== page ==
Current based PRELIMS QUESTION 19 MARCH 2020

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1. Consider the following statements with respect to Kambala.
1. It is an annual traditional sport festival of Malabar region of Kerala.
2. It was considered a thanksgiving gesture to the gods for a good harvest or rain and protecting their animals against diseases.
3. It takes place typically from November to March.
Which of the statement(s) given above is/are correct?
(a) 2 and 3 only
(b) 1 and 2 only
(c) 1 and 3 only
(d) 1, 2 and 3

2. Consider the following statements regarding the National Company Law Appellate Tribunal (NCLAT).
1. It is the Appellate Tribunal for hearing appeals against the orders of National Company Law Tribunal(s) (NCLT), Insolvency and Bankruptcy Code, 2016 (IBC) and the Competition Commission of India (CCI).
2. NCLAT was constituted under Section 410 of the Companies Act, 2013.
Which of the statement(s) given above is/are correct?
(a) 1 only

(b) 2 only
(c) Both 1 and 2
(d) Neither 1 nor 2

3. Consider the following statements regarding Fiscal Deficit.
1. It is a measure of how much the government needs to borrow from the market to meet its expenditure when its resources are inadequate.
2. As government borrows from RBI which meets this demand by deficit financing may cause inflationary pressure in the economy.
3. It is advantageous to an economy if it creates new capital assets.
Which of the statement(s) given above is/are correct?
(a) 2 and 3 only
(b) 1 and 2 only
(c) 1 and 3 only
(d) 1, 2 and 3

4. Consider the following statements regarding Long Term Repo Operations (LTRO).
1. Under this banks can avail one year and three-year loans at the same interest rate of one day repo.
2. Under LTRO, funds are provided at low interest rate of the repo rate, thus, there will be pressure on the banking system to reduce their lending rates.
3. According to the RBI, the LTRO scheme will be in addition to the existing LAF and MSF which will enhance liquidity in the banking system by Rs 1 lakh crore.
4. In the case of over-subscription of the notified amount, the allotment of fund will be done on pro-rata basis.
Which of the statement(s) given above is/are correct?
(a) 1, 2 and 4 only
(b) 2 and 3 only
(c) 2, 3 and 4 only
(d) 1, 2, 3 and 4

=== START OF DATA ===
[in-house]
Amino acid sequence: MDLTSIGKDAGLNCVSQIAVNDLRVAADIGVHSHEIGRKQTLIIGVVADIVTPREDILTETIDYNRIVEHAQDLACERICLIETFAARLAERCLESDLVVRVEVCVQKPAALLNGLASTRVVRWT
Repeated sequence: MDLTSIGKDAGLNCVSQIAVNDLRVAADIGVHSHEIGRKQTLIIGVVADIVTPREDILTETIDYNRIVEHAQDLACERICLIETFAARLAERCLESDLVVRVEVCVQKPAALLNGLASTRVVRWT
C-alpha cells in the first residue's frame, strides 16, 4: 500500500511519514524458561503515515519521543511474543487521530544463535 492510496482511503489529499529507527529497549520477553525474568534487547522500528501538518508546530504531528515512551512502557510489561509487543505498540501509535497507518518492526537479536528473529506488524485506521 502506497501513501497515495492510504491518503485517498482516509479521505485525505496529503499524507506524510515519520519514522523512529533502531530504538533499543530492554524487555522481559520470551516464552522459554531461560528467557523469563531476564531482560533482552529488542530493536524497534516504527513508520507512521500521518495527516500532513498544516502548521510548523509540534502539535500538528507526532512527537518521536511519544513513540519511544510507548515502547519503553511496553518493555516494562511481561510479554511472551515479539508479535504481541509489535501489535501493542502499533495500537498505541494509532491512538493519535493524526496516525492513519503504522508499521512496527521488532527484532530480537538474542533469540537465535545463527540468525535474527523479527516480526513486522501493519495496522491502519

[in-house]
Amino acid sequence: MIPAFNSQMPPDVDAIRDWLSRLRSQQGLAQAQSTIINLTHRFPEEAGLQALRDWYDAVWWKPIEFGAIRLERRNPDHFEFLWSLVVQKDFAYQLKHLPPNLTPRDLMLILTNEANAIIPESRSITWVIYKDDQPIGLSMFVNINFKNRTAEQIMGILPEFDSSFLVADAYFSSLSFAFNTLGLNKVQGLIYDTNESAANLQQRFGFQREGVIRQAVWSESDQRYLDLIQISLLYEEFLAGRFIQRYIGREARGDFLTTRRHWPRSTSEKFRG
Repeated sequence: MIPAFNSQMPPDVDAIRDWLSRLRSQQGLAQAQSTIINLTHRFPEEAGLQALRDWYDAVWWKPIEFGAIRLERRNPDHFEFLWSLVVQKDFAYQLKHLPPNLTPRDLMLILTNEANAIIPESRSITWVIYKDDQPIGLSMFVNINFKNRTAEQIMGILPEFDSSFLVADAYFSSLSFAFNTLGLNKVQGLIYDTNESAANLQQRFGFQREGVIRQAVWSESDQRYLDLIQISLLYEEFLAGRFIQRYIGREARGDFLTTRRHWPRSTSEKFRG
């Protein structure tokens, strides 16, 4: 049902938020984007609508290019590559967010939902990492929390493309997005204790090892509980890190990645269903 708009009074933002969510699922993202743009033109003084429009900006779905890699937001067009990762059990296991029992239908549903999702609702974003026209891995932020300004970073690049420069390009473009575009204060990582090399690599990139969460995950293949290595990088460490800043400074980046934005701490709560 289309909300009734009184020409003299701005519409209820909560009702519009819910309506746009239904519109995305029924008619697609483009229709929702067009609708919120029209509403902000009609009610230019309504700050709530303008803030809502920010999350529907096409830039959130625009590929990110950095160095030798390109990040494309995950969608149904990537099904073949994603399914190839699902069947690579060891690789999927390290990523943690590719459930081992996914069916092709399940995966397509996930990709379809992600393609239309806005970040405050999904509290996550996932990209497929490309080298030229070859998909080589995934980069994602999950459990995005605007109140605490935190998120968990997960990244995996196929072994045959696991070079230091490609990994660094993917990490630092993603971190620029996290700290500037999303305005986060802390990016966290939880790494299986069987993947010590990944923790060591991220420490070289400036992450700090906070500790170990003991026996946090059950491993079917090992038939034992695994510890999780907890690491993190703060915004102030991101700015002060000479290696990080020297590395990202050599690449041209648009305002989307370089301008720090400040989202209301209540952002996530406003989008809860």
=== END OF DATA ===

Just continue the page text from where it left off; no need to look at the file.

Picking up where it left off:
5. Consider the following statements with respect to the Telecom Disputes Settlement and Appellate Tribunal (TDSAT).
1. TDSAT exercises jurisdiction over Telecom, Broadcasting, IT and Airport tariff matters under the TRAI Act, the IT Act, 2008 and the Airport Economic Regulatory Authority of India Act, 2008.
2. TDSAT was set by amending the TRAI Act of 1997.
Which of the statement(s) given above is/are correct?
(a) 1 only
(b) 2 only
(c) Both 1 and 2
(d) Neither 1 nor 2

 

1.Answer-a
Explanation
Kambala
There are multiple versions to the history of Kambala, while some believe that the kings of more than 1,000 years back started this tradition as a royal pastime, others believe that the farmer community started the tradition.
The traditional Kambala festival was considered a thanksgiving gesture to the gods for a good harvest or rain. Some even say it is in thanks to the higher powers for protecting their animals against diseases.
It was initially organised primarily by the kings and landlords in the various villages.
It is an annual buffalo race conducted in Coastal belt of Karnataka. It is a traditional bull sport similar to Jallikattu in Tamil Nadu.
The traditional Kambala is a non-competitive sport, where the buffalos are made to run one after another through the fields of slush.
However, the tradition evolved into a rural sport that pits buffalo teams against each other to race in what is one of the most rustic and spectacular settings in India. Both competitive and non-competitive Kambala take place through the year.
The ‘track’ used for Kambala is a slushy paddy field. It is conducted in both competitive and non-competitive manner.
The Kambala season generally starts in November and lasts till March in the following year.
The festival involves the traditional buffalo race, a popular and unique sport among the farming community of the state.
Supreme Court in 2014 had banned Kambala based on a petition filed by various animal rights organisations.
Following the massive protest against the ban, Karnataka government passed “The Prevention of Cruelty to Animals (Karnataka Amendment) Ordinance 2017” to legalize the bull sport. Recently, People for the Ethical Treatment of Animals (PETA) have challenged the ordinance but SC refuses to stay ordinance.

 

2.Answer-c
Explanation
National Company Law Appellate Tribunal
NCLAT was constituted under Section 410 of the Companies Act, 2013.
Functions-
1. It hears appeals against the orders of National Company Law Tribunal(s) (NCLT), with effect from 1st June, 2016.